In celebration of the 50th anniversary of Scranton-born Jane Jacobs’ The Death and Life of Great American Cities, this panel considers the great urban theorists’ legacy, especially as it applies to Scranton and cities like it. Three men deeply involved in, and largely credited for, the revitalization of post-industrial cities discuss Jacobs’ work, her legacy, and their own efforts to employ her ideas toward reenergizing their cities.
John Fetterman is mayor of Braddock, Pennsylvania. A native of York, Pennsylvania, he earned a master’s degree in Public Policy from Harvard University. He moved to Braddock in 2001 to work for AmeriCorps, won the mayoral election in 2005, and was re-elected in May 2009. As mayor, Fetterman has drawn international attention for trying to revitalize the economy in Braddock. While its proximity to Andrew Carnegie’s steel mills accounted for a population of more than 20,000 residents in the first half of the 20th century, the population and economy collapsed with the steel industry beginning in the 1970s. Fetterman’s efforts to create youth-oriented programs, revitalize Braddock, and attract artists and other “creatives” to his community have been featured in The New York Times, Rust Wire, and elsewhere. The Guardian described him as “America’s coolest mayor,” and Atlantic Monthly magazine included him on their list of America’s “Brave Thinkers.” In 2010, Levi Strauss & Company donated money to the Braddock’s revitalization and features the town in an advertising campaign and documentary produced by Sundance Channel.
Bill Struever, formerly the President and Chief Executive Officer at Struever Bros. Eccles & Rouse, recently co-founded Cross Street Partners. Mr. Struever, who earned a Bachelor of Arts in Urban Anthropology from Brown University, has led the company in its efforts to “Build Better Communities” through both commercial and residential projects located throughout the Baltimore and mid-Atlantic region. Since SBER’s founding in 1974, Struever has been the driving force behind community revitalization efforts that bolster entire neighborhoods. Struever has played a key role in the Baltimore’s revitalization through his passion, creativity and commitment to rebuilding the city. His vision has been to help Baltimore lead the country in urban revitalization, adaptive reuse of economically obsolete industrial buildings, and Brownfields development. Among other recognition, he has been dubbed “Marylander of the Year” by the Baltimore Sun, awarded the Chesapeake Bay Foundation Award and the Florence Beck Kurdle Award for Community Activism, as well as Baltimore’s Extraordinary Technology Advocate Award from the Greater Baltimore Technology Council.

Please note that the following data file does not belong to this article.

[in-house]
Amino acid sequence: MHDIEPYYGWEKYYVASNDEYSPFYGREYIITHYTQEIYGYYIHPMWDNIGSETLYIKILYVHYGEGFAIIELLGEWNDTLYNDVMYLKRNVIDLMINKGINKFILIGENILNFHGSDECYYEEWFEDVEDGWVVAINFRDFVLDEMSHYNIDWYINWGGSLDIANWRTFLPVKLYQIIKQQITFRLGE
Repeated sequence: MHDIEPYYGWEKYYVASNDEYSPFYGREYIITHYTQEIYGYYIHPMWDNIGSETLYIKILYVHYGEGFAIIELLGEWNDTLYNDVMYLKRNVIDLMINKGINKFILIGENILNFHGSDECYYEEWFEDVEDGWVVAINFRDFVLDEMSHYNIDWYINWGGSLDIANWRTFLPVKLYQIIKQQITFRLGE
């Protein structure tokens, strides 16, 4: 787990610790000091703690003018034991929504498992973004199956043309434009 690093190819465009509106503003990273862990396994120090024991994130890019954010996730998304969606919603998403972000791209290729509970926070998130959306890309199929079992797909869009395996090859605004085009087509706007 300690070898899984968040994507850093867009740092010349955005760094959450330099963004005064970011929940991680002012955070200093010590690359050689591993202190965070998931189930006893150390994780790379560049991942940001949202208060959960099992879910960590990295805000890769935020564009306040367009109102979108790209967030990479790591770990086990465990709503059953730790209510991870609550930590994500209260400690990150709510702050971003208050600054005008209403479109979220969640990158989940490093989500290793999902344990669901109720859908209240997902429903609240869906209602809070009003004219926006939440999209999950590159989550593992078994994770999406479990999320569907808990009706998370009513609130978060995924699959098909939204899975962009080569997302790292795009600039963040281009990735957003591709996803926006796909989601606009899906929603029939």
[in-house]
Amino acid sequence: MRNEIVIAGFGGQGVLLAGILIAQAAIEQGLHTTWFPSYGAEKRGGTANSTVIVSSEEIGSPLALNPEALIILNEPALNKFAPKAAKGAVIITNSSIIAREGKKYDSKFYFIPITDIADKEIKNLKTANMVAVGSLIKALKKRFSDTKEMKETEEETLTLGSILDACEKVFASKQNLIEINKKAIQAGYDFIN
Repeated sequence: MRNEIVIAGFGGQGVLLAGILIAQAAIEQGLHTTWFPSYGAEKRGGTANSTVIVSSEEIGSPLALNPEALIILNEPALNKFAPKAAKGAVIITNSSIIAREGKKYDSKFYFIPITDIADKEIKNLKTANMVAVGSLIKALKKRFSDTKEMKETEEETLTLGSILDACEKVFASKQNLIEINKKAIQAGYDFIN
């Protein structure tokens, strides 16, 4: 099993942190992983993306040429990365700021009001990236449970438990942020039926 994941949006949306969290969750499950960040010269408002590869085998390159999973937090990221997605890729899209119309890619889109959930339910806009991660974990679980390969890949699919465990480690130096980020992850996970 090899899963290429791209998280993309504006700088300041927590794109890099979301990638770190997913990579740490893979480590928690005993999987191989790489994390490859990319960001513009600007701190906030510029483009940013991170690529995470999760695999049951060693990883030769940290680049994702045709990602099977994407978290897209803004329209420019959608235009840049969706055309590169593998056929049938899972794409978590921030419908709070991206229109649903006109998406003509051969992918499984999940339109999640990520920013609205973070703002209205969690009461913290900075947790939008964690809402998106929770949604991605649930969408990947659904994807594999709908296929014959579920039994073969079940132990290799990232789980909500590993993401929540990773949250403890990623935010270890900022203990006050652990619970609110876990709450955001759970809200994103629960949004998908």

Mayor Chris Doherty has been mayor of Scranton, Pennsylvania, since 2001 and presided over the most dramatic transformation in the city’s history, seeing new construction, the rehabilitation of architectural landmarks, and the revitalization of parks and neighborhoods. Mayor Doherty was elected President of the Pennsylvania League of Cities and Municipalities in 2006. In 2008, he received the PLCM Distinguished Community Service Award, the Local Government Award for Excellence and was inducted into the Keystone Society for Tourism. Doherty was recognized by the United States Conference of Mayors in 2008 for his efforts to protect the City’s tree canopy. In addition, he serves as a member of the steering committee for the Mayor’s Innovation Project, a learning network of America’s mayors dedicated to efficient government.
A journalist living in Pittsburgh, Kate Giammarise helped found and now co-edits RustWire.com, a news web site and collaborative multi-media project about Rust Belt cities. She also covers the steel industry for a daily trade publication. Kate spent several years working at daily newspapers in Ohio, where her coverage of government, politics, business, environmental issues, urban issues and social services won numerous awards. She has reported from 14 states, Canada, England, Singapore and China. A native of Erie, PA, she is a graduate of the University of Pittsburgh.
RustWire.com: We have a lot to learn from each other. Pittsburgh. Cleveland. Detroit. Youngstown. St. Louis. Cincinnati. Buffalo. Milwaukee.
More than a dozen cities; the same set of problems.
RustWire’s site is intended to consolidate thoughtful, constructive stories about post-industrial cities across the Rust Belt. It was developed by two former newspaper reporters with ties to five Rust Belt cities, and it is maintained with help from half a dozen others from across the region. RustWire aims to present a balanced, realistic view of our cities, the challenges they face and the assets they maintain.
The Melberger Arts Center (MAC) Gallery provides a venue for showcasing new and existing artistic talent. The MAC encourages the public to view and enjoy its presentations of well-known regional and national artists, as well as those of developing talent.
|Oct 1, 2011 - 4:00 pm||Jane Jacobs & The Death and Life of American Rust Belt Cities||Melberger Arts Center Gallery
123 Wyoming Avenue
Scranton, PA 18503